Handkerchiefs are not easy for a modern man. Few things are as conspicuous and unusual. Enough people wear ties and waistcoats to make them anonymous – even hats, which change the silhouette more than anything else, are more likely to be forgiven for their practicality.
One easy way to reduce the impact of a handkerchief is to soften its contrast with the rest of the outfit. In fact, of the three main things that affect the formality of a hank – colour, pattern, texture – it is colour that makes the biggest difference.
Above I have shown three outfits of mine to illustrate this softening.
At top is a pure-white linen handkerchief, worn against a navy hopsack jacket. The contrast between hank and jacket is high, creating a smarter, more formal outfit. That contrast is down to the jacket as much as the hank, of course, but a pure white hank on any jacket is going to be smart.
In the next image is a cream linen handkerchief. The difference with its cousin is small, but there is a definite softening of the contrast. This is helped by the sandy colour of the jacket, which itself is closer to the cream of the hank. The outfit overall is intended to more casual, and this is reflected in the choice of handkerchief.
In the third picture we have a cream cashmere hank (all are from Anderson & Sheppard). The cream colour is similar to the linen above, but the effect is softened further by the material, which has greater texture and absorbs more light. This is the most casual outfit of the three – with tweed and denim – and a stark white linen hank, as in picture number one, would be far too smart for it.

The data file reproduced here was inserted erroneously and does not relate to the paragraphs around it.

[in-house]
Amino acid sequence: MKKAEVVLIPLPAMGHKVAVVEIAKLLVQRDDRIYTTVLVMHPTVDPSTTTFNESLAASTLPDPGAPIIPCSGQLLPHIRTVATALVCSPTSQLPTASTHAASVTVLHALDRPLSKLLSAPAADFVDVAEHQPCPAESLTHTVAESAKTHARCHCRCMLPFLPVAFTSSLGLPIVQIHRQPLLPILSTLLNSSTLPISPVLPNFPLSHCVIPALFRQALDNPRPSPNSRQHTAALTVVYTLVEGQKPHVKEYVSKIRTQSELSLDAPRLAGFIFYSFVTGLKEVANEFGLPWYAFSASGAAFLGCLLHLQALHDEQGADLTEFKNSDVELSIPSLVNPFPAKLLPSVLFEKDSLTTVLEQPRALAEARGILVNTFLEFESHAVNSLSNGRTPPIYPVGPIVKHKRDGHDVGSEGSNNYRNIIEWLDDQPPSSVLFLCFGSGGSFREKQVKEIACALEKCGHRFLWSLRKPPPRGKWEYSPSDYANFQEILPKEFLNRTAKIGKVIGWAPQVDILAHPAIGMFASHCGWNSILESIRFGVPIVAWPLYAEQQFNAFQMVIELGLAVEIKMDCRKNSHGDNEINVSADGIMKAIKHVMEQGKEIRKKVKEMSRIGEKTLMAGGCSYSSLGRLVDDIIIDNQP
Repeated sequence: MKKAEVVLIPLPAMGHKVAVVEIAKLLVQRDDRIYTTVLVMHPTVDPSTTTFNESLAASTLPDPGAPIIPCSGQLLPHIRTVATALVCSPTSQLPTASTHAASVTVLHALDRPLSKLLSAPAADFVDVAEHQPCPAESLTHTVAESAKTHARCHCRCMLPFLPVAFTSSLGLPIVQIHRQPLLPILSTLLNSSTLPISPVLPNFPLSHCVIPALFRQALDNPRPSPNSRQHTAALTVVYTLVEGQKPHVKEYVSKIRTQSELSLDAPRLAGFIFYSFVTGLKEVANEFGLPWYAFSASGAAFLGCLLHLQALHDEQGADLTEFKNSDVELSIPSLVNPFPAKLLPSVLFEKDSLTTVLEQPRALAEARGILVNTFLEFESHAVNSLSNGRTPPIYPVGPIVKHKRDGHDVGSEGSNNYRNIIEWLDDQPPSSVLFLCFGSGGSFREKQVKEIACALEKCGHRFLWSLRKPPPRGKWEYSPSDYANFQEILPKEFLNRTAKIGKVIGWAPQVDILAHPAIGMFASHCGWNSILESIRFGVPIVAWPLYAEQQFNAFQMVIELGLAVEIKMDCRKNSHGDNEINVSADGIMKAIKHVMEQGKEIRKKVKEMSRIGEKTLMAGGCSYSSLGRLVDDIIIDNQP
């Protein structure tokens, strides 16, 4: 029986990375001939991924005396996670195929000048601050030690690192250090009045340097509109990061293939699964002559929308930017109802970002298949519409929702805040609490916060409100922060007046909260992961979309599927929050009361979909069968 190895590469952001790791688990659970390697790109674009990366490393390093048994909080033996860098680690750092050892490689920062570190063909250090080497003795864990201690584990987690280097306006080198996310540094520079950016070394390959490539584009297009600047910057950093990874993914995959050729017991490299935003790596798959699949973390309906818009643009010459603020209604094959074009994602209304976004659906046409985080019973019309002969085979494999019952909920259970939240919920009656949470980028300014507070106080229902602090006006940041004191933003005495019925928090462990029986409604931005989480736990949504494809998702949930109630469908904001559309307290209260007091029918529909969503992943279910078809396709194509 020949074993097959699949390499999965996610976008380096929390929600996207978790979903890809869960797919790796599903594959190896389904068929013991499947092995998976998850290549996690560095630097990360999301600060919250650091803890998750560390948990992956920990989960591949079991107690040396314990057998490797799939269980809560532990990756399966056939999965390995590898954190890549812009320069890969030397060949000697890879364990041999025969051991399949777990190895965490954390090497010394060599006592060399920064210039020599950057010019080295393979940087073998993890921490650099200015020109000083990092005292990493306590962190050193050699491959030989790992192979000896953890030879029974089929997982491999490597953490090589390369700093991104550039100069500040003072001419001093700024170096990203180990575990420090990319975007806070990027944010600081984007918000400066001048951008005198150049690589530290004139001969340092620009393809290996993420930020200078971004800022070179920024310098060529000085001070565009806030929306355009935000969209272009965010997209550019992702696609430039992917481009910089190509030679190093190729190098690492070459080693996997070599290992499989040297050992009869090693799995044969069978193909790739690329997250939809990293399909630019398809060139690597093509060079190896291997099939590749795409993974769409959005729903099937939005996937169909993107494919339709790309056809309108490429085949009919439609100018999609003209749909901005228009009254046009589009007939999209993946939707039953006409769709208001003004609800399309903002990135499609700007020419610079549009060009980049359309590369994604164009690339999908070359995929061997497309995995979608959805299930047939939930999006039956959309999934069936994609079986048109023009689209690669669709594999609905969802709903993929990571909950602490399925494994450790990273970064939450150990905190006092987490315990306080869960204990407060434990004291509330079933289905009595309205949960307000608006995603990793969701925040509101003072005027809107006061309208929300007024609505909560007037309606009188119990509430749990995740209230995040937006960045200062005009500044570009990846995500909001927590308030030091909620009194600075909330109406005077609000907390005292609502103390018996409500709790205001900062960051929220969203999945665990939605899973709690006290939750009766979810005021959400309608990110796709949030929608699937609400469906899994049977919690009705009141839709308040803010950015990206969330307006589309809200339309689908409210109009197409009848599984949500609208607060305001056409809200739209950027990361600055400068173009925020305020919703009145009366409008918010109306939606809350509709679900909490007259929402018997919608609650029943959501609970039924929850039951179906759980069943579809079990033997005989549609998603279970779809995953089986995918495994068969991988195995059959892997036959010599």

One other variation to consider is grey, above. As with cream, the grey removes contrast in the handkerchief and so softens it. In this example the white ‘shoestring’ around the edge also introduces some contrast, keeping in relatively smart, but overall it is not as formal as the plain white alternative.
I find this formality of handkerchiefs interesting because it is slightly different to other items of clothing such as shoes and ties.
The effect of those three variables (colour, pattern, texture) is broadly the same: more colour is less formal; more pattern is less formal. But the order is different. Texture is crucial to the formality of a shoe (suede/calf) but less so a handkerchief (silk is usually less formal than linen, but more formal than wool).
The most important thing to consider with a hank is colour and contrast. If you want to wear one and stand out just a little less, dial down both of them.
On September 16th, we will be closing off the Royal Arcade in London to hold a book launch for my new book The Finest Menswear in the World.
The event is being hosted jointly by GJ Cleverley, Anderson & Sheppard and Permanent Style, with all the brands included in the book invited, as well as many others. There will be books available to buy and be signed, and drinks and cocktails supplied by the lovely people at Balvenie.
We have 100 places available for readers, if you would like to come. Please email me at firstname.lastname@example.org for a place. I’m afraid we can’t accept attendees on the night.
The event begins at 6:30pm, and will be accessible from the Old Bond Street end of the Royal Arcade.
I look forward to seeing you
German brand Merz b Schwanen has changed quite a lot since it was taken over Peter Plotnicki (below), having been bought up, moved production and overhauled its product. But thankfully the changes have been in cut and design, rather than fabrication.
In some ways Merz’s story is similar to that of Sunspel, which was bought in 2005 by Nicholas Brooke and Dominic Hazlehurst, and re-launched with a modernised line of product that updated many great pieces from the Sunspel archive.